The author is a professor of sociology at Nanjing University.
Building a truly beautiful city
Of all the problems faced by the urban management system in China, the most common is the violent conflicts between street vendors and officers of the urban administrative and law enforcement bureau, or chengguan.
It is not uncommon for chengguan officers to chase vendors away from streets through violent means, which deprives many people of their livelihoods. As a result, the victims do not let go of any chance to hit back at chengguan officers and leave some of them injured.
The irony is that chengguan officers take such actions to "maintain the beauty of a city".
The real cause of the conflict between chengguan officers and vendors is the rigid ideology some urban officials have and their twisted sense of aesthetics. By imposing their own idea of beauty on the cities they govern, they have created inconvenience, even caused trouble, for many residents.
The three key words many city authorities use to describe a beautiful city are uniformity, development and coerciveness. Uniformity is what they want their dream cities to have. Unfortunately, this weird sense of uniformity is making many Chinese cities lose their distinctive characteristics.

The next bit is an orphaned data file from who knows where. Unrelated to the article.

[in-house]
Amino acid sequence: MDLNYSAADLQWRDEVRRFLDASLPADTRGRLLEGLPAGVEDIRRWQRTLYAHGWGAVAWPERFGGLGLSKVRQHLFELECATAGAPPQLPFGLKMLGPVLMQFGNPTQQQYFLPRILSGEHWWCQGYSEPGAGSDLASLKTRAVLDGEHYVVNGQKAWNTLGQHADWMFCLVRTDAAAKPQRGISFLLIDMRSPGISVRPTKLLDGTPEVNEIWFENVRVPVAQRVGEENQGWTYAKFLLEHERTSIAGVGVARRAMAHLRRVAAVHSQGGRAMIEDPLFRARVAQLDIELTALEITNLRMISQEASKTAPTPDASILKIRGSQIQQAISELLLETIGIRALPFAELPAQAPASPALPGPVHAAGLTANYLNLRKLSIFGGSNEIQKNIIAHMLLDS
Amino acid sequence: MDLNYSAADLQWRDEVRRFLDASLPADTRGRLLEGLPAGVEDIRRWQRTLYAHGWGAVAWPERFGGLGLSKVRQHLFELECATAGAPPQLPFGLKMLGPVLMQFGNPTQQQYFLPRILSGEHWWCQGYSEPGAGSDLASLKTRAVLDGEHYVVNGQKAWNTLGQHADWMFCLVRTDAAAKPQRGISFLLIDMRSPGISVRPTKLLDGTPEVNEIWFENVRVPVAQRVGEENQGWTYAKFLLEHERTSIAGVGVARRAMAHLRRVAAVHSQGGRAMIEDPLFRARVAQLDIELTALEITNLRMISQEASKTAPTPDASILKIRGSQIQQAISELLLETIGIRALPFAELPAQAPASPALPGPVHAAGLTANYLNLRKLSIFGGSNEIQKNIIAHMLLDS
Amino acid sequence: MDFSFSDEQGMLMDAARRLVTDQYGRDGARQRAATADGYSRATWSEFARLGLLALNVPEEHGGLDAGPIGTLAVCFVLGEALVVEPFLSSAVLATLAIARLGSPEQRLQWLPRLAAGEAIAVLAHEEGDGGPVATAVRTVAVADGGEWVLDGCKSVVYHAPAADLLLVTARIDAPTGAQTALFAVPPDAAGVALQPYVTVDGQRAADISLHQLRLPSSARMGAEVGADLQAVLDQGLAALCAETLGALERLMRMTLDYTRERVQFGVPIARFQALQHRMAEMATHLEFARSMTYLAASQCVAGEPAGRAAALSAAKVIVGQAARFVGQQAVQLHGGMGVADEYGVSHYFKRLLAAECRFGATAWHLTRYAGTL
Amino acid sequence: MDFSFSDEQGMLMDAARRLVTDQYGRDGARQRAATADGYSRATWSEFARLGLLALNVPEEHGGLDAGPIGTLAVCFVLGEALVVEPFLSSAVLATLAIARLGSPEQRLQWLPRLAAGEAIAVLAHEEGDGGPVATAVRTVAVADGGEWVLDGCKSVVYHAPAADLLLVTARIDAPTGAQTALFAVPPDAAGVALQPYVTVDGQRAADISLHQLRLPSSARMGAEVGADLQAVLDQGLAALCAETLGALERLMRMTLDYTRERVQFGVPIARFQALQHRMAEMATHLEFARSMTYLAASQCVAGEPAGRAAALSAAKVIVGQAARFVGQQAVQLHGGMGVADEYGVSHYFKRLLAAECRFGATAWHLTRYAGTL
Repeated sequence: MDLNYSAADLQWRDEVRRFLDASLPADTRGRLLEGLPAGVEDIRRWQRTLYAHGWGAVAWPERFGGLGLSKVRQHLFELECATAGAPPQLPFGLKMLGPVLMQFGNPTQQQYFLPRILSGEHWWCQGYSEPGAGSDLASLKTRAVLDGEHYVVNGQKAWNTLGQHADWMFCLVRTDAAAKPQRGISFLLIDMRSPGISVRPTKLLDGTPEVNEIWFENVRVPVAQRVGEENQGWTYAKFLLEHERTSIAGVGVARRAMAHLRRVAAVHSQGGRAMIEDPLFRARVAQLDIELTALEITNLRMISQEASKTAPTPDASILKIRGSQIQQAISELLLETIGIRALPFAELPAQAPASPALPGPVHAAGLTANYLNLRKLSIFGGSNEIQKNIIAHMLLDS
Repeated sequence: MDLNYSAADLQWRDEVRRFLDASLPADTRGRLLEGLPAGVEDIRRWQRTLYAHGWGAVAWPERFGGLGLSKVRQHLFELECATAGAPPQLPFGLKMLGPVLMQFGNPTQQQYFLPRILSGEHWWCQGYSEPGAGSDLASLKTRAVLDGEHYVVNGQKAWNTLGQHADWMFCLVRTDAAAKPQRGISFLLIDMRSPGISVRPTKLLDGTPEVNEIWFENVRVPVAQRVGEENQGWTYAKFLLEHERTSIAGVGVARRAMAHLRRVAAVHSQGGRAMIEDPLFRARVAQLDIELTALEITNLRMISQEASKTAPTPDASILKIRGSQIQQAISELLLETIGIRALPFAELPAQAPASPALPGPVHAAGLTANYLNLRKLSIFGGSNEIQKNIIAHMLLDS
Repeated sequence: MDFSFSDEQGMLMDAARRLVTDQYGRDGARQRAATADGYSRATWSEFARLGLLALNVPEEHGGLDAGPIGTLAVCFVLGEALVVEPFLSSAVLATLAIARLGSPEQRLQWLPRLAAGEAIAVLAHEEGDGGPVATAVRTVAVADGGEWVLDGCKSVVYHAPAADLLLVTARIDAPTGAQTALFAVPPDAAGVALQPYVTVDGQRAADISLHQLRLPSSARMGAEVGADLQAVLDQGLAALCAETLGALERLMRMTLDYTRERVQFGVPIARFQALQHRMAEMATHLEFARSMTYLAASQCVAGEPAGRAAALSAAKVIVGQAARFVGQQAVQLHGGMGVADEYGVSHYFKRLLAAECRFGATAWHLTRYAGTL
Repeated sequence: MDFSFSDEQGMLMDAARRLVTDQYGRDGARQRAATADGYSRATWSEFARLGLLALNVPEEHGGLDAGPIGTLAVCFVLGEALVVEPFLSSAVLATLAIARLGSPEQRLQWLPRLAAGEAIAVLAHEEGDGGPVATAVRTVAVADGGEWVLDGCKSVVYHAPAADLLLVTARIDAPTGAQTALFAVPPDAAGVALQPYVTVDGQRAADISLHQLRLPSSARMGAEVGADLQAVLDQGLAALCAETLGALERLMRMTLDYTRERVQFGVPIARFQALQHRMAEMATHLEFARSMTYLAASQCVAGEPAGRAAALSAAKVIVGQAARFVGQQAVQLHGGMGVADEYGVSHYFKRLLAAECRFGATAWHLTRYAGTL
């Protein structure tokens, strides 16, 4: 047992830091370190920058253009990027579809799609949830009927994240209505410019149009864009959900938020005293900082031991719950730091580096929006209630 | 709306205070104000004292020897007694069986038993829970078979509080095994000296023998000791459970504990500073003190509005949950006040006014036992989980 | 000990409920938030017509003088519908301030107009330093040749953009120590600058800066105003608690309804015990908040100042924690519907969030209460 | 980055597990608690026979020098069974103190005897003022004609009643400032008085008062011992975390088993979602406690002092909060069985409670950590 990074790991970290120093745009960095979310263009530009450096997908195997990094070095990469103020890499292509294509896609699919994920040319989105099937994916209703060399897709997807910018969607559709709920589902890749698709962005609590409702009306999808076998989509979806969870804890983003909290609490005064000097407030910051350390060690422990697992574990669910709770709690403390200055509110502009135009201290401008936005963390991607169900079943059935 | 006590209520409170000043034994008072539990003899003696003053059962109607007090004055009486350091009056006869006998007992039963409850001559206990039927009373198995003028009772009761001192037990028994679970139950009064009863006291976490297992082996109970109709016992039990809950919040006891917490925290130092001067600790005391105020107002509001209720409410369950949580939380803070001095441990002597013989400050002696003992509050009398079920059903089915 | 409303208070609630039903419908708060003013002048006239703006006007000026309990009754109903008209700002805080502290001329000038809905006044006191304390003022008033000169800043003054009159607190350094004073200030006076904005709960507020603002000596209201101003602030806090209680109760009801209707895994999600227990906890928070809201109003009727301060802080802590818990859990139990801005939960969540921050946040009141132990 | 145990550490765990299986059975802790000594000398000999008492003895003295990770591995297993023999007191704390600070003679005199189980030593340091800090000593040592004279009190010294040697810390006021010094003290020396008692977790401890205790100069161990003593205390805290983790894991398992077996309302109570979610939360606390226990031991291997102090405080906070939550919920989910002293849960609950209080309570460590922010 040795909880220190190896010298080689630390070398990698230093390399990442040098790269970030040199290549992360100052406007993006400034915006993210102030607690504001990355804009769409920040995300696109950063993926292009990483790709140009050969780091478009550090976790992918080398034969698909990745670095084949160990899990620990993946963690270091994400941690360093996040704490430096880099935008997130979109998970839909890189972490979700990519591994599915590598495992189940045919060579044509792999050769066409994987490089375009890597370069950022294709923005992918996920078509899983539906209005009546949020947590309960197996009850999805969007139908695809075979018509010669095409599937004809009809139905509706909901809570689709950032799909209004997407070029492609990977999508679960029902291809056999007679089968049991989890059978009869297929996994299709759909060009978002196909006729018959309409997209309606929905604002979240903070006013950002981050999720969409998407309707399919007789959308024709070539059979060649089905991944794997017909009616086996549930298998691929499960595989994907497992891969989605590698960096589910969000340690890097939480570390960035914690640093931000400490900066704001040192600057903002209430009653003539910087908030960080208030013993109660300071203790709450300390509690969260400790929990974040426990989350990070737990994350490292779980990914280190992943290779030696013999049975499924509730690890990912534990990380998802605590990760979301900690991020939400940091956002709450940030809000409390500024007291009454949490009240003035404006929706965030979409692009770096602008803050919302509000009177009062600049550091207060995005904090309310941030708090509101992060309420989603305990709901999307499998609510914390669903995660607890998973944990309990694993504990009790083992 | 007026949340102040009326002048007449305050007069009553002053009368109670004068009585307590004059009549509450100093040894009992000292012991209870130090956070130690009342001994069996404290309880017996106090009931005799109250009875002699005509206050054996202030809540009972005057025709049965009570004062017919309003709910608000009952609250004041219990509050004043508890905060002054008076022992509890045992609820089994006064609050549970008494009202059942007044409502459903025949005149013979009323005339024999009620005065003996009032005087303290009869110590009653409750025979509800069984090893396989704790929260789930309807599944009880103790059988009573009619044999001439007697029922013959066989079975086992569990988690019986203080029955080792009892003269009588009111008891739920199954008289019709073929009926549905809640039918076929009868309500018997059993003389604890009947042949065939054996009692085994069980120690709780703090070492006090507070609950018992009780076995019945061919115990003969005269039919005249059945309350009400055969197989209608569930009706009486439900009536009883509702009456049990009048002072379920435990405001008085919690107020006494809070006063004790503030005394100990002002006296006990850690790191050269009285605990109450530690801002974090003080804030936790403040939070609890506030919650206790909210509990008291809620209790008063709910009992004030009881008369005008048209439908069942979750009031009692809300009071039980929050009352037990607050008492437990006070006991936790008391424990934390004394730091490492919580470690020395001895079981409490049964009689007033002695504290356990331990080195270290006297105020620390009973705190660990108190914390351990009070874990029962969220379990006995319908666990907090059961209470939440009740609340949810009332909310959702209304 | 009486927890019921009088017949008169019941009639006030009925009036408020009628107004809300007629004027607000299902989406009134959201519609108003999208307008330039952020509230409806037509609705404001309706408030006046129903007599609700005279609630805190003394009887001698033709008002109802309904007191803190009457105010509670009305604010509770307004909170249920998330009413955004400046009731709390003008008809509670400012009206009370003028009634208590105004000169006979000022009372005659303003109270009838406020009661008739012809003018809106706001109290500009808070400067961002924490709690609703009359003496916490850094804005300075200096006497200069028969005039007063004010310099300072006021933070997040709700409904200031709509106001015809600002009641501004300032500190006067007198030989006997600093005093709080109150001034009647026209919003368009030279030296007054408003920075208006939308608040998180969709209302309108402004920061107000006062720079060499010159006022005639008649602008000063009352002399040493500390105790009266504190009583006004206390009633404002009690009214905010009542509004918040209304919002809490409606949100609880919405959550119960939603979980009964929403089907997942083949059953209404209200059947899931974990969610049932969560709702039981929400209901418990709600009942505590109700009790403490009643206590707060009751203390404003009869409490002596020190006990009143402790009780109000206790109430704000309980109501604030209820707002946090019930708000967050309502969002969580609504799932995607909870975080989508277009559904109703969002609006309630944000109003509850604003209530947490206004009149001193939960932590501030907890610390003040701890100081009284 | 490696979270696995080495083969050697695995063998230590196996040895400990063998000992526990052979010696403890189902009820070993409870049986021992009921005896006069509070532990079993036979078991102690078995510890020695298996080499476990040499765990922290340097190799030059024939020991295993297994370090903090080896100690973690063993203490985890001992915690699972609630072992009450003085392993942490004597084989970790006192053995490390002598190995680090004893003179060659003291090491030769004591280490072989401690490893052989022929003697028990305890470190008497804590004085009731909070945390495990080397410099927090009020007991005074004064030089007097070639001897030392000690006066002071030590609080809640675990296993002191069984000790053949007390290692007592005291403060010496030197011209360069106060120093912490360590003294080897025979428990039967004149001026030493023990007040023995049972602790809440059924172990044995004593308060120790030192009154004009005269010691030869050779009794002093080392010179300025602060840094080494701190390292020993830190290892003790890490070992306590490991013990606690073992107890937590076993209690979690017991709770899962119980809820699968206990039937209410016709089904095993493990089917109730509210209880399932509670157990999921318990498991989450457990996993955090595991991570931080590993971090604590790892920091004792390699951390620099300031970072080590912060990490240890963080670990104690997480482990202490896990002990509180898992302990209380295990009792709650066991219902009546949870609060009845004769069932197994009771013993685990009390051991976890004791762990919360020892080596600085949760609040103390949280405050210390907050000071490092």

In the uniformity blueprint of cities, street vendors are considered an eyesore, which should be removed - with force if necessary. But are city bosses justified in executing their individual sense of "urban beauty" to deprive vendors of their livelihood?
City authorities' sense of development is guided by the blind pursuit of higher GDP. Most of the cities' bosses tend to equalize new, tall buildings with the best urban landscape. So they despise small and traditional buildings, and demolish old buildings to make way for high rises. This leads to conflicts between officials and occupants of such buildings, which at times can turn violent.
Perhaps the worst part of urban management is the use of coercion against vendors, who are treated as a wily and untamed lot that is difficult to deal with. Not having the patience to communicate with vendors to explain the need to keep streets and underpasses clear, many city authorities resort to violent means to remove them.
But the violent methods and high-handedness of chengguan officers have heightened tensions between city authorities and residents, especially vendors. The public and the media pay greater attention to chengguan officers' use of violence because it deals a serious blow to social justice.